- non-essential kitchen equipment such as a mixer or foor processor.
Sometimes it isn't clear which items are essential and which are not. The bailiff must discuss the needs of you and everyone else in your household with you, and reach agreement about which items should be classified as essential. The bailiff is not allowed to decide what is essential and what isn't without talking to your first.
Goods bought on a hire purchase or conditional sale agreement
In most situations, bailiffs can't take anything that you're paying for on a hire purchase or conditional sale agreement. This is because the item doesn't belong to you until you've made the final payment.
What happens next
When a bailiff has decided which of your belongings should be taken into control, you will be given a list containing the details of all the objects, called an inventory. The goods themselves will treated as controlled goods, meaning they are now under the control of the bailiffs and you're not allowed to sell them, remove them from wherever they are stored, or pass them onto someone else. You will be given a notice explaining this, called a notice after entry or taking control of goods. You may still be able to get your belongings back at this stage, providing you follow the right procedures that are set out in the information the bailiff gives you.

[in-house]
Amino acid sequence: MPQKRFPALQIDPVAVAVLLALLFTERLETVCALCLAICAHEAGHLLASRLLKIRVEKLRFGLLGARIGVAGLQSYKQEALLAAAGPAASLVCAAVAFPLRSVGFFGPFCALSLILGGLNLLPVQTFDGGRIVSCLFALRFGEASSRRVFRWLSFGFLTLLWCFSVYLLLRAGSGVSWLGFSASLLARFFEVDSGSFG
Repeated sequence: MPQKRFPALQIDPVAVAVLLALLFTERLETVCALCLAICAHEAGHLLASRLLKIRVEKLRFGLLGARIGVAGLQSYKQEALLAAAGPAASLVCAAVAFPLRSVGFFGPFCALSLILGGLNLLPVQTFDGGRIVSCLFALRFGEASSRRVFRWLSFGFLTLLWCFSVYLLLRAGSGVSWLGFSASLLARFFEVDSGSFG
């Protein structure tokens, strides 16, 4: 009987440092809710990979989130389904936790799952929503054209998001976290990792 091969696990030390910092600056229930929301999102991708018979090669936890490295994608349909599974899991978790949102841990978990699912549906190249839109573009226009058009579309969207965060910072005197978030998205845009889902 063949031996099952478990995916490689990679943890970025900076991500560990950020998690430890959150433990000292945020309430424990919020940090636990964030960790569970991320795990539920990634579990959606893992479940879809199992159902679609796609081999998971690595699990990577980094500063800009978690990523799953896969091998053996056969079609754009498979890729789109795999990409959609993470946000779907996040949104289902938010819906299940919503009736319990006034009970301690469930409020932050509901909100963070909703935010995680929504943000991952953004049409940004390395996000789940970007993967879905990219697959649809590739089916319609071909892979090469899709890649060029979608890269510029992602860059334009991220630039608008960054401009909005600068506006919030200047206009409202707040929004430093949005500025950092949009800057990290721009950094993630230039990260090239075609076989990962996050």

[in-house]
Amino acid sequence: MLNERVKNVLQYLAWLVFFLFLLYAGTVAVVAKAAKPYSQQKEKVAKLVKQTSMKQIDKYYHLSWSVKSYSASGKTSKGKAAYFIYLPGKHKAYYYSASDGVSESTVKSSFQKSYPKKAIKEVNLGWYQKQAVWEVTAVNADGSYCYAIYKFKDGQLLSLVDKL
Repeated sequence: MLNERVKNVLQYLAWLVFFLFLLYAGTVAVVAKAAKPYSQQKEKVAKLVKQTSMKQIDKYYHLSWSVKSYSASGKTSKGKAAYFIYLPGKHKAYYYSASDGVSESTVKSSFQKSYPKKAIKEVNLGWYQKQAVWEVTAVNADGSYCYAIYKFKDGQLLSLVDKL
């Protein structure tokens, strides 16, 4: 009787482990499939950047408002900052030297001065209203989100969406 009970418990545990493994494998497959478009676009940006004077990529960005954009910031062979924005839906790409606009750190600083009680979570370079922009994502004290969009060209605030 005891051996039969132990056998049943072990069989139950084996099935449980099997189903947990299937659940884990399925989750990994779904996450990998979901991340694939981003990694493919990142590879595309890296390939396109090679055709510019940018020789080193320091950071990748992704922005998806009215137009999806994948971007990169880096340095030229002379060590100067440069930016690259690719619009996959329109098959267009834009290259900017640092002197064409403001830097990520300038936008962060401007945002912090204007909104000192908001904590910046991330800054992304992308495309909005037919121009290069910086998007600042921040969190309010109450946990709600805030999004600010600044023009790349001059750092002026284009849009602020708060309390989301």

You may be able to negotiate more time to find the money to pay what you owe by entering into a controlled goods agreement with the bailiff. This is where you agree that you won't get rid of or give away any of the goods the bailiff has taken control of while you pay back what you owe. If you break the agreement at any point, the bailiff can come back to take these belongings and use force to get in if necessary.
You should check the wording of any notice carefully. Bailiffs' notices have to follow a certain format, and you can complain if they don't.